# I/O-Algorithms - PowerPoint PPT Presentation

1 / 15

I/O-Algorithms. Lars Arge Spring 2012 April 17, 2012. I/O-Model. Parameters N = # elements in problem instance B = # elements that fits in disk block M = # elements that fits in main memory T = # output size in searching problem We often assume that M>B 2

I am the owner, or an agent authorized to act on behalf of the owner, of the copyrighted work described.

I/O-Algorithms

Download Policy: Content on the Website is provided to you AS IS for your information and personal use and may not be sold / licensed / shared on other websites without getting consent from its author.While downloading, if for some reason you are not able to download a presentation, the publisher may have deleted the file from their server.

- - - - - - - - - - - - - - - - - - - - - - - - - - E N D - - - - - - - - - - - - - - - - - - - - - - - - - -

## I/O-Algorithms

Lars Arge

Spring 2012

April 17, 2012

I/O-algorithms

### I/O-Model

• Parameters

N = # elements in problem instance

B = # elements that fits in disk block

M = # elements that fits in main memory

T = # output size in searching problem

• We often assume that M>B2

• I/O: Movement of block between memory and disk

D

Block I/O

M

P

I/O-Algorithms

### Fundamental Bounds

Internal External

• Scanning: N

• Sorting: N log N

• Permuting

• Searching:

• Note:

• Linear I/O: O(N/B)

• Permuting not linear

• Permuting and sorting bounds are equal in all practical cases

• B factor VERY important:

• Cannot sort optimally with search tree

I/O-Algorithms

### Scalability Problems: Block Access Matters

• Example: Traversing linked list (List ranking)

• Array size N = 10 elements

• Disk block size B = 2 elements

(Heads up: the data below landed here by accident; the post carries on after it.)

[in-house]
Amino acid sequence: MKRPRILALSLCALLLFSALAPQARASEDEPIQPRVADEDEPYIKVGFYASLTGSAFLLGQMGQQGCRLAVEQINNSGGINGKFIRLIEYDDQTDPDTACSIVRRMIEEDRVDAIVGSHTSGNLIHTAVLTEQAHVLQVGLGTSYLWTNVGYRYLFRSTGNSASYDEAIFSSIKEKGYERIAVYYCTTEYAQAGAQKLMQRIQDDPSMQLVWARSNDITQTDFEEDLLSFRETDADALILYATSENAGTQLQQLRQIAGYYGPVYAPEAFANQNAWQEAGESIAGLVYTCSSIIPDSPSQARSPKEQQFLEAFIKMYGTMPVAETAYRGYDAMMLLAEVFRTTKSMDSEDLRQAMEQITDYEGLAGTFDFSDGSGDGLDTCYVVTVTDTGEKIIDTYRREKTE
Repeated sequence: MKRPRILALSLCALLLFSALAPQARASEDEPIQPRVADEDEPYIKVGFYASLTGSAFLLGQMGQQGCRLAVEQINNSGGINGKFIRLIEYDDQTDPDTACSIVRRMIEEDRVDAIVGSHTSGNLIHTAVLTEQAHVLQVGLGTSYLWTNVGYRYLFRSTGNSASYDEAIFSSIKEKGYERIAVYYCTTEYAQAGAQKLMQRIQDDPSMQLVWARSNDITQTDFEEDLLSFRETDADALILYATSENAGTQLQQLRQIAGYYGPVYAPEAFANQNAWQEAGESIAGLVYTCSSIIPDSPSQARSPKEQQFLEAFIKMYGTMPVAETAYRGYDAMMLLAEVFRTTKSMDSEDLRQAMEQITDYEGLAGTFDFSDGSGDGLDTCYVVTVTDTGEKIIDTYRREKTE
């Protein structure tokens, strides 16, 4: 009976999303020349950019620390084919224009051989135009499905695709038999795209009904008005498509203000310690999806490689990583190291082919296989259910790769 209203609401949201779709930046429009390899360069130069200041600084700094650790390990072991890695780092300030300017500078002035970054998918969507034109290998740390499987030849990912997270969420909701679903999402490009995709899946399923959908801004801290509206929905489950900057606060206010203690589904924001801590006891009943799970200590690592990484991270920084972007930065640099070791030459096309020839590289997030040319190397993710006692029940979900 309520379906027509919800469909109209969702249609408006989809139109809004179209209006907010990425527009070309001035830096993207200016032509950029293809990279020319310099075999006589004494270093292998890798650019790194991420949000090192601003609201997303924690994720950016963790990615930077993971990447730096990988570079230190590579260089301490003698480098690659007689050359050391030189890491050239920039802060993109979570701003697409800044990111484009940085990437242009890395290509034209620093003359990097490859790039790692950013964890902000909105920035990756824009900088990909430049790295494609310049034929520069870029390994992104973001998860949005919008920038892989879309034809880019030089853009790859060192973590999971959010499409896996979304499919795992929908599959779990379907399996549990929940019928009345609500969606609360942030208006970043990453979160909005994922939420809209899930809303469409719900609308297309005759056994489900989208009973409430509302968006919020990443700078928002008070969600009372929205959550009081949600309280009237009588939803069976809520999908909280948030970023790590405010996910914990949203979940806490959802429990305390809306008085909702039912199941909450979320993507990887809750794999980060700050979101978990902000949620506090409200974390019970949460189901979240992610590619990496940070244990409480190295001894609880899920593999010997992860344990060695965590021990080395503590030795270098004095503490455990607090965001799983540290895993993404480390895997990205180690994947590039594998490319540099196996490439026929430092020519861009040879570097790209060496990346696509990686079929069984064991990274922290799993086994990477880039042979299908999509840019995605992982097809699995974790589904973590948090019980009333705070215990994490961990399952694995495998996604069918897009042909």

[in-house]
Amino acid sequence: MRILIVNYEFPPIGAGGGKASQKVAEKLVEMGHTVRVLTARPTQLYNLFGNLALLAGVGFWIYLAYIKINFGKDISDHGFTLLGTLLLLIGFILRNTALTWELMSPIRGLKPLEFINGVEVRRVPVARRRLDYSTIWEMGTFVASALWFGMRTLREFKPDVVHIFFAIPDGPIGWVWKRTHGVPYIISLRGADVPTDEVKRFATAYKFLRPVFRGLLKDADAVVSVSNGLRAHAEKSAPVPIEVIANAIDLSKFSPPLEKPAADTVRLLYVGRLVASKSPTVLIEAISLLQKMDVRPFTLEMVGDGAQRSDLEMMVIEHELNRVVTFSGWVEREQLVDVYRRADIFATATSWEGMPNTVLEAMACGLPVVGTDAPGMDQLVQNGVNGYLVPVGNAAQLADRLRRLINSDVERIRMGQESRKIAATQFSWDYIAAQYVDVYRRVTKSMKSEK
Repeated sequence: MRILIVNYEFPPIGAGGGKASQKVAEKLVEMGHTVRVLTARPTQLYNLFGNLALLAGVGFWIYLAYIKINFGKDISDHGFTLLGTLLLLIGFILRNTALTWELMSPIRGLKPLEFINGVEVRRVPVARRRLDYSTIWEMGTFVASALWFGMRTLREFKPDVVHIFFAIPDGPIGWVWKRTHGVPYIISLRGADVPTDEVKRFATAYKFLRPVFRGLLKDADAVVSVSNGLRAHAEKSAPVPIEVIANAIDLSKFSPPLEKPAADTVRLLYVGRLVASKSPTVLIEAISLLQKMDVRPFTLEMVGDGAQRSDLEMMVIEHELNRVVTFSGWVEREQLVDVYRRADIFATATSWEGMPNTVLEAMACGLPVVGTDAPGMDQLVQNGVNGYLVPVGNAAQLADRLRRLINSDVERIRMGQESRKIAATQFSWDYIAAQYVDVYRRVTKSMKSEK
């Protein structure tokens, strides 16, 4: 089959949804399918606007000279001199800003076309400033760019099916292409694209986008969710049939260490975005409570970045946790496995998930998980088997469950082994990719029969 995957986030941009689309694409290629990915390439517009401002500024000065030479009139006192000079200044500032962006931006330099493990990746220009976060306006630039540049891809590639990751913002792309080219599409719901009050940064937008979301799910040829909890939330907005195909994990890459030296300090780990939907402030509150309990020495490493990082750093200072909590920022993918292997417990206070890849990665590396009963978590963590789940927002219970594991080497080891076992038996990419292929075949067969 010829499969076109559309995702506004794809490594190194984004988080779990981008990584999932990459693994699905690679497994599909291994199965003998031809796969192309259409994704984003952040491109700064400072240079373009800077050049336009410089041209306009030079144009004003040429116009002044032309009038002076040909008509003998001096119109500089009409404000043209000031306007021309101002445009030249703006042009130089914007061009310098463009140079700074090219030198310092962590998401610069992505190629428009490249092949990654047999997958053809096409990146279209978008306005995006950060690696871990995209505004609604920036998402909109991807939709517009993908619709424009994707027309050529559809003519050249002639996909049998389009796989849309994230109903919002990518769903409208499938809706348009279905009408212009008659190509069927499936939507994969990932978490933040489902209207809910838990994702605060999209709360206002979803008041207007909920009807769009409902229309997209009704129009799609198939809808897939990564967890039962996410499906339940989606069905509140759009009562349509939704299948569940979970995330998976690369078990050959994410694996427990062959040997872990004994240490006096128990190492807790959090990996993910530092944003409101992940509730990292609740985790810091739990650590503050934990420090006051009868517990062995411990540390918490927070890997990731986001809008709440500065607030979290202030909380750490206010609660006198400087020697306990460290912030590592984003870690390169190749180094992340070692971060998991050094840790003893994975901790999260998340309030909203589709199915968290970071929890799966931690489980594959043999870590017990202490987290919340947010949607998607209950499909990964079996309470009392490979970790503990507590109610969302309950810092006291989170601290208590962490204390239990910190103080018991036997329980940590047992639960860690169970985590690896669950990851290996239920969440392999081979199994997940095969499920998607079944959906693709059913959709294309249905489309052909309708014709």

• Main memory size M = 4 elements (2 blocks)

• Large difference between N and N/B large since block size is large

• Example: N = 256 x 106, B = 8000 , 1ms disk access time

N I/Os take 256 x 103 sec = 4266 min = 71 hr

N/B I/Os take 256/8 sec = 32 sec

1

5

2

6

3

8

9

4

10

1

2

10

9

5

6

3

4

7

7

8

Algorithm 1: N=10 I/Os

Algorithm 2: N/B=5 I/Os

3

4

5

9

8

7

10

2

6

I/O-algorithms

### List Ranking

• Problem:

• Given N-vertex linked list stored in array

• Compute rank (number in list) of each vertex

• One of the simplest graph problem one can think of

• Straightforward O(N) internal algorithm

• Also uses O(N) I/Os in external memory

• Much harder to get external algorithm

1

5

2

6

3

8

9

4

10

7

I/O-algorithms

### List Ranking

• We will solve more general problem:

• Given N-vertex linked list with edge-weights stored in array

• Compute sum of weights (rank) from start for each vertex

• List ranking: All edge weights one

• Note: Weight stored in array entry together with edge (next vertex)

1

1

1

1

1

1

1

1

1

5

2

6

3

8

9

4

10

7

1

1

2

2

2

1

1

1

1

1

1

1

2

3

4

5

6

7

8

9

10

I/O-algorithms

### List Ranking

• Algorithm:

• Find and mark independent set of vertices